Every time step, the localization algorithm uses the translational and rotational velocities of the robot to calculate the robot's change in pose. These displacements are given relative to the robot's frame of reference: positive X is to the robot's right, positive Y is to robot's front. The displacement should be translated into the global frame of reference given the robot's pose then added to the current estimate.

Next, the algorithm uses the distances and angles to landmarks observed recently to calculate triangulation estimates. You may choose to do 2 beacon triangulation using distance and angle information, 3 beacon triangulation using just angle information, or both. The solution binary uses both. An estimate is calculated for each pair or triple of landmarks. If an estimate is good enough according to a quality metric that you construct, it will be stored and used subsequently in the calculation of an average estimate. Keep in mind that while positions can be averaged in the obvious way, angles cannot typically be averaged using a standard arithmetic mean.

Alpha was chosen to be 0.02 in the solution client, but this value was chosen without experimentation. You may find a value of alpha that works better for you. A good value for threshold will depend on how you choose to evaluate the quality of a triangulation estimate.
Hint: See section 7.4.2 of the 2004 tech report for an example of how to evaluate the quality of a triangulation estimate


The majority of the above algorithm should be implemented in the function UpdateWorldStateSingleEstimate in the file player/Brain/Localization/ This function makes a call to getReseedEstimates, which currently does nothing. It must be changed to calculate and store the triangulation estimates, given the observations. Again, you may do 2-beacon or 3-beacon triangulation, or both. When you are ready to test:

You should make an effort to do as well as (if not better than) the solution binary when run in single estimate mode.
Q: What is the average error after completing 3 figure 8s?
Q: How quickly does the player recover from large unmodeled movements?
Q: What value of alpha gave you the best tradeoff?

Part III - Particle Filtering

In this section, the task is to take an almost complete particle filtering implementation and fill in a few missing pieces. In addition to the triangulation routines implemented in the previous section, you will need to implement the observation update step of the particle filtering algorithm.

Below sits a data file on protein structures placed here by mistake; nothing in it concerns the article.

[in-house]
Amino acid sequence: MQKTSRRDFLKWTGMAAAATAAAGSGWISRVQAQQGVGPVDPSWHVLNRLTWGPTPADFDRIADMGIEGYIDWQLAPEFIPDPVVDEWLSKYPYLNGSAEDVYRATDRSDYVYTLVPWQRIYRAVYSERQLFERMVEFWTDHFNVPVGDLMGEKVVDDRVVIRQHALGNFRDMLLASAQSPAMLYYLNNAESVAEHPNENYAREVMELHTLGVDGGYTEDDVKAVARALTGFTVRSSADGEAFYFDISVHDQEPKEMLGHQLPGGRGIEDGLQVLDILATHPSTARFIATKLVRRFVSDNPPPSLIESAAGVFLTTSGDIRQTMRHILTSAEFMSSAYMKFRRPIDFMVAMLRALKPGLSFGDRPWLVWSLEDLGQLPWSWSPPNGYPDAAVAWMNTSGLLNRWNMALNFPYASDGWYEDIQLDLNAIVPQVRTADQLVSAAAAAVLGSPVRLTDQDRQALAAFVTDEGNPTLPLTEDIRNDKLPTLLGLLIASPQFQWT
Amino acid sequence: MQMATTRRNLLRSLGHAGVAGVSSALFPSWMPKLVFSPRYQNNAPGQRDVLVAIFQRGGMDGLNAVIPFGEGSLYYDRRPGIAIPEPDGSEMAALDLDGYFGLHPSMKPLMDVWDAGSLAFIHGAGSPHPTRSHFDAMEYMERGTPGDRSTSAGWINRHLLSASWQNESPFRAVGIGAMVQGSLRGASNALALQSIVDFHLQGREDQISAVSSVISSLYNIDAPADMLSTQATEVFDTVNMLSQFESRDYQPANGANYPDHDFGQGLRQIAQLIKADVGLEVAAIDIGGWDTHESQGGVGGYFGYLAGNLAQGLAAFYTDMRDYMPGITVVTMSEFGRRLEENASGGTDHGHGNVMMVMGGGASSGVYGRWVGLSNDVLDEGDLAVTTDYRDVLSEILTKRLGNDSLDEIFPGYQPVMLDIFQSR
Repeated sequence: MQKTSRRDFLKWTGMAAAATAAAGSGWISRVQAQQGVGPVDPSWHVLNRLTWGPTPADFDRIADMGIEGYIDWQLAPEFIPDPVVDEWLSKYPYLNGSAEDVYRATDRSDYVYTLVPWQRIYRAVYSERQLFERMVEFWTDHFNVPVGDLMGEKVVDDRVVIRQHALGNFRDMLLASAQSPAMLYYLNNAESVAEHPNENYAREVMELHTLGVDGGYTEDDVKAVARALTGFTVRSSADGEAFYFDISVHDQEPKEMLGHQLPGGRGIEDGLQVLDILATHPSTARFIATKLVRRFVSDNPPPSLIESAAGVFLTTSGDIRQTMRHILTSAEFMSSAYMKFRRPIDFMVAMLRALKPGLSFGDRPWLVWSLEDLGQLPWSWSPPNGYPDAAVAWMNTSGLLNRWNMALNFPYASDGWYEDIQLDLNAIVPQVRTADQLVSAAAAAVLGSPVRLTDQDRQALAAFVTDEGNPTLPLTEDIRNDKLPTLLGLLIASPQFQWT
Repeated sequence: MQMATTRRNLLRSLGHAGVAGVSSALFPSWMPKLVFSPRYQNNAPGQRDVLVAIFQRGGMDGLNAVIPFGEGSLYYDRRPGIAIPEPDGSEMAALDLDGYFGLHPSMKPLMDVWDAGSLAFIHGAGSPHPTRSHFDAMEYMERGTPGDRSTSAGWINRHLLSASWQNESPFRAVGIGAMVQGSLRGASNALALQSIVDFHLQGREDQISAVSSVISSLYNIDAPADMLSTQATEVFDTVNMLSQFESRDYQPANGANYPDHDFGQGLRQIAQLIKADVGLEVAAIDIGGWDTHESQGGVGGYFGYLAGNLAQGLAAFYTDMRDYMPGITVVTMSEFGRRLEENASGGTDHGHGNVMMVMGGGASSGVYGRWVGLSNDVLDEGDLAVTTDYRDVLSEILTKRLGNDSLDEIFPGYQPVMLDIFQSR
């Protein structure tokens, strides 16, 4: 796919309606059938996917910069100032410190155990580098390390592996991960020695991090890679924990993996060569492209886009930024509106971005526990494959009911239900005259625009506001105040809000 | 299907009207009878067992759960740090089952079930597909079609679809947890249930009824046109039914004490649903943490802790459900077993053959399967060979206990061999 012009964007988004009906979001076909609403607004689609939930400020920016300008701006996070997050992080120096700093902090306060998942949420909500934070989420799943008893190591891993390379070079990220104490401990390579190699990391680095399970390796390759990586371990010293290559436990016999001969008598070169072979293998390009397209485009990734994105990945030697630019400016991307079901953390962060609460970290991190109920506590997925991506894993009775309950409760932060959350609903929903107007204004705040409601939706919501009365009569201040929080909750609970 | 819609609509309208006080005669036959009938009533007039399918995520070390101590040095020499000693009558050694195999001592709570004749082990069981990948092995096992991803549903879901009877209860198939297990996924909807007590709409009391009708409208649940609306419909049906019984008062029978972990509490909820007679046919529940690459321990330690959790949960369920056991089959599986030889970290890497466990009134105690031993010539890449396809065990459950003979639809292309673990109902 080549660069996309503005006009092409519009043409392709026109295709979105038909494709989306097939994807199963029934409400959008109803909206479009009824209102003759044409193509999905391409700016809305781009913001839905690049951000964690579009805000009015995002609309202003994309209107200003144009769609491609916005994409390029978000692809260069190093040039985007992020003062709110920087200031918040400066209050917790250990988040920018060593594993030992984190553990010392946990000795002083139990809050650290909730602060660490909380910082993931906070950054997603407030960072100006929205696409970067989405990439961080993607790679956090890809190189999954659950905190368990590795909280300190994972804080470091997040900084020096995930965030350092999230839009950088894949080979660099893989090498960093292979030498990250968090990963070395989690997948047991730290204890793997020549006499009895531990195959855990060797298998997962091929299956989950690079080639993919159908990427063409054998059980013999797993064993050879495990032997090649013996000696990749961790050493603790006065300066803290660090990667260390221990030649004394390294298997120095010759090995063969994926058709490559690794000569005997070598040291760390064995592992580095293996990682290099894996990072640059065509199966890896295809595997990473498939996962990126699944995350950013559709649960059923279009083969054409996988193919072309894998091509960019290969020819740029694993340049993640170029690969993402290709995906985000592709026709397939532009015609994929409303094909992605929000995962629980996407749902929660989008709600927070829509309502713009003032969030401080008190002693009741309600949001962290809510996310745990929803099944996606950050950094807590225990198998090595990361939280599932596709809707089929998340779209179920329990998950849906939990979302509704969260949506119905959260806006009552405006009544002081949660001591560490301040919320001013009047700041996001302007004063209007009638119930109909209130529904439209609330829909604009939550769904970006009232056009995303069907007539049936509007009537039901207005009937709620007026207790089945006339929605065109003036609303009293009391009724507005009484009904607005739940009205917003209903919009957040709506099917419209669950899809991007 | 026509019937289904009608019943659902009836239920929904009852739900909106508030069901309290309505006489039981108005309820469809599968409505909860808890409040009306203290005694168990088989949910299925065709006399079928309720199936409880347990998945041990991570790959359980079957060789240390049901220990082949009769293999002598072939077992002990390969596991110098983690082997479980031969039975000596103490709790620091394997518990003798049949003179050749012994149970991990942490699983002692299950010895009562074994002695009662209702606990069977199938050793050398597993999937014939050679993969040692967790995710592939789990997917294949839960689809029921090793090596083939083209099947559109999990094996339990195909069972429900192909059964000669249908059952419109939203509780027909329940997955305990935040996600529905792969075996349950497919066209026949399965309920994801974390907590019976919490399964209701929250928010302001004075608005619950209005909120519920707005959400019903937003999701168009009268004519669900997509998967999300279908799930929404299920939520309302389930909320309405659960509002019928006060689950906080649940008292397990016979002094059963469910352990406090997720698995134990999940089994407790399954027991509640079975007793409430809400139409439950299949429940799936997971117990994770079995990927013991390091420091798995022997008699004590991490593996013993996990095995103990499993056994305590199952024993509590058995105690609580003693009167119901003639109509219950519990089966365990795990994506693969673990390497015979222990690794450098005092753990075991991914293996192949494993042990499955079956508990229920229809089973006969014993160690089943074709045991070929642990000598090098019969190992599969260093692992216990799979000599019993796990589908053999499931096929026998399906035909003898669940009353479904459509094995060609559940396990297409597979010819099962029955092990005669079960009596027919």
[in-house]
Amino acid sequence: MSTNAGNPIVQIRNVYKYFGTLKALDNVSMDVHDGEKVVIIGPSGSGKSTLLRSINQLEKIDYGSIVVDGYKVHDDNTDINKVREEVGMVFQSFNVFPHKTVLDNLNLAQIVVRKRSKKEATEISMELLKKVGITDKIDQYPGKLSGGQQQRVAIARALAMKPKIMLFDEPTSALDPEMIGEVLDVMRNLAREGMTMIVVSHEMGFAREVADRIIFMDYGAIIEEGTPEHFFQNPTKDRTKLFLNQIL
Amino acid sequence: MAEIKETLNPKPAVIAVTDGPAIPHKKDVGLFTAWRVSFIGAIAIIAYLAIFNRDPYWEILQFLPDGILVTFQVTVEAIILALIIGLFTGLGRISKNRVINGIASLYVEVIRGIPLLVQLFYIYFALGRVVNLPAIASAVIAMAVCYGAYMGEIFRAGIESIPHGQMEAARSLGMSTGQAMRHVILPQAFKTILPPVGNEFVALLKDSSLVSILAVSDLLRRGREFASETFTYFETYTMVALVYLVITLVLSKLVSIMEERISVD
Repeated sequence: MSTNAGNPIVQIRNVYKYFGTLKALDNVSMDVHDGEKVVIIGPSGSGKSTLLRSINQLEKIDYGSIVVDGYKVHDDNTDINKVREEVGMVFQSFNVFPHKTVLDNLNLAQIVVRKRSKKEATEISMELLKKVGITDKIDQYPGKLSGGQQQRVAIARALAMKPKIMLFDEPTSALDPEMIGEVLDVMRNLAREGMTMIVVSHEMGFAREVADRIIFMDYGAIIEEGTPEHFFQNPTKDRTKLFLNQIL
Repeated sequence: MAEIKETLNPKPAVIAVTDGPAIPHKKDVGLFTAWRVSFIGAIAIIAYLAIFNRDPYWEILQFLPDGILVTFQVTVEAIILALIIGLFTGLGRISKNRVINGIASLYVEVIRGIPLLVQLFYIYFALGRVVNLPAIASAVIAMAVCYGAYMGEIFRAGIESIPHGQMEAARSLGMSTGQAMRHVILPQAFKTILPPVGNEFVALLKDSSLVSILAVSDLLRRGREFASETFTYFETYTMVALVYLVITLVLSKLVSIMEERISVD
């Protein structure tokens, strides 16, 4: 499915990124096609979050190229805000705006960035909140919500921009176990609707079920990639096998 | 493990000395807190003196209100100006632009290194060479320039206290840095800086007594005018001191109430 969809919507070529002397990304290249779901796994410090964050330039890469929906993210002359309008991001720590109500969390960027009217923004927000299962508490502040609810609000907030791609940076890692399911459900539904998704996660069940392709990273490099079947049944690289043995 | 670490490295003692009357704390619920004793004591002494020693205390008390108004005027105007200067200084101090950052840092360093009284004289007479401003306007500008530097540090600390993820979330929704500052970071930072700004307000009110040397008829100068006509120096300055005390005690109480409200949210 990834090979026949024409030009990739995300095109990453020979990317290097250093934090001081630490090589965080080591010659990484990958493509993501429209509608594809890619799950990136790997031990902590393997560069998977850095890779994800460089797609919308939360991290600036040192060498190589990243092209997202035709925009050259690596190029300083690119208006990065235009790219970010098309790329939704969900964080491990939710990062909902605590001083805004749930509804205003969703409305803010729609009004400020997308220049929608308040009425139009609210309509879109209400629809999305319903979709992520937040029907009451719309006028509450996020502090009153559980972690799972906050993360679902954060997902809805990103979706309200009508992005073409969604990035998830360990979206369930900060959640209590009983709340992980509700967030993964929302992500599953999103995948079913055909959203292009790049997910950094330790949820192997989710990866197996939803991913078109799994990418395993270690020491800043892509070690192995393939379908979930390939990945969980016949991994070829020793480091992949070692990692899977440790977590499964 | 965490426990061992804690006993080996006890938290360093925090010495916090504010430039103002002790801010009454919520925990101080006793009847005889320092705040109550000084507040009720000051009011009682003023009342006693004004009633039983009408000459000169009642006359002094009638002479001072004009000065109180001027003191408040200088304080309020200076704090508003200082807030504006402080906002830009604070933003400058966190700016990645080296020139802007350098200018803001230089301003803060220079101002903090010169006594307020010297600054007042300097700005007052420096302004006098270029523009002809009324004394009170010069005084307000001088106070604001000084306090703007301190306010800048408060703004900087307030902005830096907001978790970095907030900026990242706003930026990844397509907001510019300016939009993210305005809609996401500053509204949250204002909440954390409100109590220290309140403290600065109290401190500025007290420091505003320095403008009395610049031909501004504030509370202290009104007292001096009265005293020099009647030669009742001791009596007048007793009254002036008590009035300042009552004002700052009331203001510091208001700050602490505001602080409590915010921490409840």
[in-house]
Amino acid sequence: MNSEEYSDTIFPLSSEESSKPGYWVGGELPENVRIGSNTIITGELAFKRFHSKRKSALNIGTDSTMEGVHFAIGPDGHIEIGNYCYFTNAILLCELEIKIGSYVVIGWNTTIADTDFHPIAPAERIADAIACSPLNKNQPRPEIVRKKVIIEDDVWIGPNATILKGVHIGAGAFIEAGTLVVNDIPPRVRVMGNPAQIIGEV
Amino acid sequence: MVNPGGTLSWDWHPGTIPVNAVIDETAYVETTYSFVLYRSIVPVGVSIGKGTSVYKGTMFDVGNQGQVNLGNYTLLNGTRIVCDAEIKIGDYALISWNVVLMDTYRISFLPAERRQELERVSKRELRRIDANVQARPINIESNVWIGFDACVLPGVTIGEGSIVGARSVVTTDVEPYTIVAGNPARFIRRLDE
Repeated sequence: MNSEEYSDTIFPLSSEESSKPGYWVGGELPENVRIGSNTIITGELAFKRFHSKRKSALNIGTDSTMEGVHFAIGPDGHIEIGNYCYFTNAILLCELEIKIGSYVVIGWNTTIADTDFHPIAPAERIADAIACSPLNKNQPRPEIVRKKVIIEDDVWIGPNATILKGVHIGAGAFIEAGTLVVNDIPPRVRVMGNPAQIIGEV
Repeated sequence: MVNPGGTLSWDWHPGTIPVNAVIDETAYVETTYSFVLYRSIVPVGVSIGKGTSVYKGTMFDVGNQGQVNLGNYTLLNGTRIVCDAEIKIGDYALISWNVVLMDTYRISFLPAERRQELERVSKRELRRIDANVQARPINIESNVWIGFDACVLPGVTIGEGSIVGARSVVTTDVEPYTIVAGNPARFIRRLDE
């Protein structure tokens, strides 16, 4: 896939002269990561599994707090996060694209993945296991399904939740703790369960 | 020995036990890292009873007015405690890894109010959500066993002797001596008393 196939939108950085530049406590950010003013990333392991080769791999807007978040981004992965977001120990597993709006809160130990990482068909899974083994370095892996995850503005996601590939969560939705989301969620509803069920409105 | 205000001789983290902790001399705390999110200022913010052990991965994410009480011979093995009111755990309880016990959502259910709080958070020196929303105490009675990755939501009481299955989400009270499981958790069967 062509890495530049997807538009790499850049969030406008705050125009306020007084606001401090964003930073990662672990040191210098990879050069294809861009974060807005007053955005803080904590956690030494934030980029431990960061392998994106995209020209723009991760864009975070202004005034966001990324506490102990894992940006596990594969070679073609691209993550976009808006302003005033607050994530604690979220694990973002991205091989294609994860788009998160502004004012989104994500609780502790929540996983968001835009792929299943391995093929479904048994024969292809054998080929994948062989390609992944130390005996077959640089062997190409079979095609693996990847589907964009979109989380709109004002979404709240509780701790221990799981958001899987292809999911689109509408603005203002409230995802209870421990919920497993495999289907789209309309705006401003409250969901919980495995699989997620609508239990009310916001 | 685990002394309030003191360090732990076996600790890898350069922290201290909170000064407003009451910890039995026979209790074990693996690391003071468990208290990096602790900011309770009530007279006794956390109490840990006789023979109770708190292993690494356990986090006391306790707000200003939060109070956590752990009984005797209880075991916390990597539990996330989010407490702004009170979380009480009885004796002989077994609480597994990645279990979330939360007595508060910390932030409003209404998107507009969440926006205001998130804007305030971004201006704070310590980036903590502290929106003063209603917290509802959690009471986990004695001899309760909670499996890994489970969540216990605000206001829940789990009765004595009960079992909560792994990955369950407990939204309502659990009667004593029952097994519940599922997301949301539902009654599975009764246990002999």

In the observation update, each particle's probability is updated according to the likelihood of the observations made in the current frame given that the particle represents the robot's true pose. You will have to devise a similarity metric that uses the expected and observed distances and angles to all landmarks in the current frame to calculate a new probability for that particle where a value close to 0 means that the observations are unlikely from that pose and a value close to 1 means that the observations are likeley given the particle's pose.


The observation update should be implemented in the function updateProbabilities in the file player/Brain/Localization/ You are given the expected and observed distances and angles for every landmark/particle pair. For each particle, you must calculate a newProb. Do not worry about filtering this value to keep the probability change small. This step is done for you by the call to adjustProbability. When you are ready to test:

See how close you can get to the performance of the solution client using full particle filtering with reseeding. If you have time, try playing around with some of the other parameters of the algorithm including how often reseeding is done. Can you beat the performance of the solution client for average error and recovery time simultaneously?


Please submit your completed source code and compiled binary along with a README text file containing your answers to all of the above questions in a tarball attached to an email to Dan and Peter (stronger@cs and pstone@cs). Please also send the README as plain text.